Dr Yuliya Richard and the team from Impulsivity and Blue Horizon Counselling have welcomed the 2021 Federal Budget as bringing some good news for the millions of Australians needing to access psychologists and other mental health support.

There is an historic investment of $2.3 billion into mental health measures, which is much needed and long-overdue.

The budget outline spending over the next four years in five areas.

  1. Prevention and early intervention ($248.6 million)
  2. Suicide prevention ($298.2 million)
  3. Treatment ($1.4 billion)
  4. Supporting the vulnerable ($107 million)
  5. Workforce and Governance ($201.8 million)

What are the key measures and what do they mean for people needing mental health support?

Group therapy sessions, including for family and carers: expanding group therapy sessions, and allowing families and carers to become more involved in a patient’s care, with two Medicare rebated psychology sessions per year.

Perinatal mental health: helping states and territories to achieve universal perinatal mental health screening for all new and expecting parents across public antenatal and postnatal care setting.

Child mental health hubs: helping states and territories to establish child mental health and wellbeing hubs to provide multidisciplinary care and preventive services. About 50% of adult mental illness begins before the age of 14 so early responses are crucial. It is disappointing that the Government has not committed to an increase in access to psychologists for children in Australian schools.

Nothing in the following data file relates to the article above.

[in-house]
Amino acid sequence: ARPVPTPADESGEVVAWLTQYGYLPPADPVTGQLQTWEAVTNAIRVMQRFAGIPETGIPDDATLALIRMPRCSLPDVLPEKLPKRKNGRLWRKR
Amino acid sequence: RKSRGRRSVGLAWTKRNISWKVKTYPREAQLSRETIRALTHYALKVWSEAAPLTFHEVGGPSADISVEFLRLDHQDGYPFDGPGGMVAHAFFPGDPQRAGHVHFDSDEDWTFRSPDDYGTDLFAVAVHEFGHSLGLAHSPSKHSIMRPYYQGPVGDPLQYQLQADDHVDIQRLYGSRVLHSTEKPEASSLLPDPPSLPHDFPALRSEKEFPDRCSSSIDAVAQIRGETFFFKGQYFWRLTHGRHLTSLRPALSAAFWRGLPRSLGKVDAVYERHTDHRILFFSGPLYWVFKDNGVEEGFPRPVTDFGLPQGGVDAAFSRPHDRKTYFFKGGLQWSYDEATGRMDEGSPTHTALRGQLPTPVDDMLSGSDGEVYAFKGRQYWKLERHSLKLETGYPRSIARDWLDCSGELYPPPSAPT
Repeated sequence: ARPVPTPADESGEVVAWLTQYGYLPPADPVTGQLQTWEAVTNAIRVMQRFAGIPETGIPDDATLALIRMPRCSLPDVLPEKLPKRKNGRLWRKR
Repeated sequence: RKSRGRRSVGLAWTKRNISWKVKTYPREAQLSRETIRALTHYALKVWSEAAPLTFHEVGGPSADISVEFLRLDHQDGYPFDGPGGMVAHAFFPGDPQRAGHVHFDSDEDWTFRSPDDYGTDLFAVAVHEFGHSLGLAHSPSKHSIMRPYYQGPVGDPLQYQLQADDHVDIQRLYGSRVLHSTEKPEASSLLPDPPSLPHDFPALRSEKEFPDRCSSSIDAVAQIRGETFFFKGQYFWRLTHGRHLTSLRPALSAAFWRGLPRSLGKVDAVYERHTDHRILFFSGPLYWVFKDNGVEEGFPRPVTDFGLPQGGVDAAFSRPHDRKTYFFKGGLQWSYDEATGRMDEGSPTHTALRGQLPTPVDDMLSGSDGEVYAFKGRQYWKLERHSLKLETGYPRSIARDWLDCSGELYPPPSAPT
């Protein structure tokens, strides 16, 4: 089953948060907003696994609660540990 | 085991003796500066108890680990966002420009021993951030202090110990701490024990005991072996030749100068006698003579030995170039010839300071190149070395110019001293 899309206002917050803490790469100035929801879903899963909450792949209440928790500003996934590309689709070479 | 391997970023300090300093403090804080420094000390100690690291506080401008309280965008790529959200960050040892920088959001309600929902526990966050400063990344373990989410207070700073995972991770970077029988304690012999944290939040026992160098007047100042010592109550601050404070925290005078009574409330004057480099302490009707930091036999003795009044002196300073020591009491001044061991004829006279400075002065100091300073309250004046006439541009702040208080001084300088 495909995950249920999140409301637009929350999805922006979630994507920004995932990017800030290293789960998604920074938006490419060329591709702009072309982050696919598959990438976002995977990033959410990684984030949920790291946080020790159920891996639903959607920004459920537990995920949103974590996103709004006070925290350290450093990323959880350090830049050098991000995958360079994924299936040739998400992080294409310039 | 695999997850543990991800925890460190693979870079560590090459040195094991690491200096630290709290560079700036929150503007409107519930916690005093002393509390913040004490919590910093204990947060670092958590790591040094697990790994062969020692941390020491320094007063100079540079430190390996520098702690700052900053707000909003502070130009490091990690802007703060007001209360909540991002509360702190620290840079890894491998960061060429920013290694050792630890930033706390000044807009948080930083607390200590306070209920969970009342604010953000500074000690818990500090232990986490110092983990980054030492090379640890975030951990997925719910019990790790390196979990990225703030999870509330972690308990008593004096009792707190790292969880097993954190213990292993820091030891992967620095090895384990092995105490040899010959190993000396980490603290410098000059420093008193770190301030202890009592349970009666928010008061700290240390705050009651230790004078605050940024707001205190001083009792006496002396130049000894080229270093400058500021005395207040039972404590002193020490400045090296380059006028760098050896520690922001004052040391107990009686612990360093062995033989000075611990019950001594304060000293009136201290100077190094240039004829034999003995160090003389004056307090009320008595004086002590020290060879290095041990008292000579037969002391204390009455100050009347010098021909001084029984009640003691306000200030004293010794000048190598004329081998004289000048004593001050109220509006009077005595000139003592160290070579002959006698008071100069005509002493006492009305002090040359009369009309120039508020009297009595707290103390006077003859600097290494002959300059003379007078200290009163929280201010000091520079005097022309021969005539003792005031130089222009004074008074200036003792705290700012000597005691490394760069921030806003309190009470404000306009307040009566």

Digital mental health services: to provide Australians easier access to high quality digital mental health services.

Outcomes based mental health  research: establish a national database on service delivery, performance and outcomes across the mental health system and conduct surveys on the mental health of children and Aboriginal and Torres Strait Islander Australians.

Psychosocial disability support: funding for psychosocial support services for people with a severe psychosocial disability who are not eligible for the National Disability Insurance Scheme.

Suicide prevention: funding to help the states and territories to provide aftercare services to every Australian discharged from hospital following a suicide attempt, as well as to support those who have lost someone to suicide. A  new National Suicide Prevention Office will oversee the national approach to suicide prevention.

Supporting the vulnerable: more crisis and support services for Aboriginal and Torres Strait Islander people, and linguistically diverse communities, including for survivors of torture and trauma. There is also a $1.1 billion package to support victims of violence including financial support for women and their children who leave a violent relationship; and additional emergency accommodation for women and children experiencing family and domestic violence.

If you would like more information on accessing Medicare rebated family group psychology sessions call us today on 0403 866 997 or use our contact form.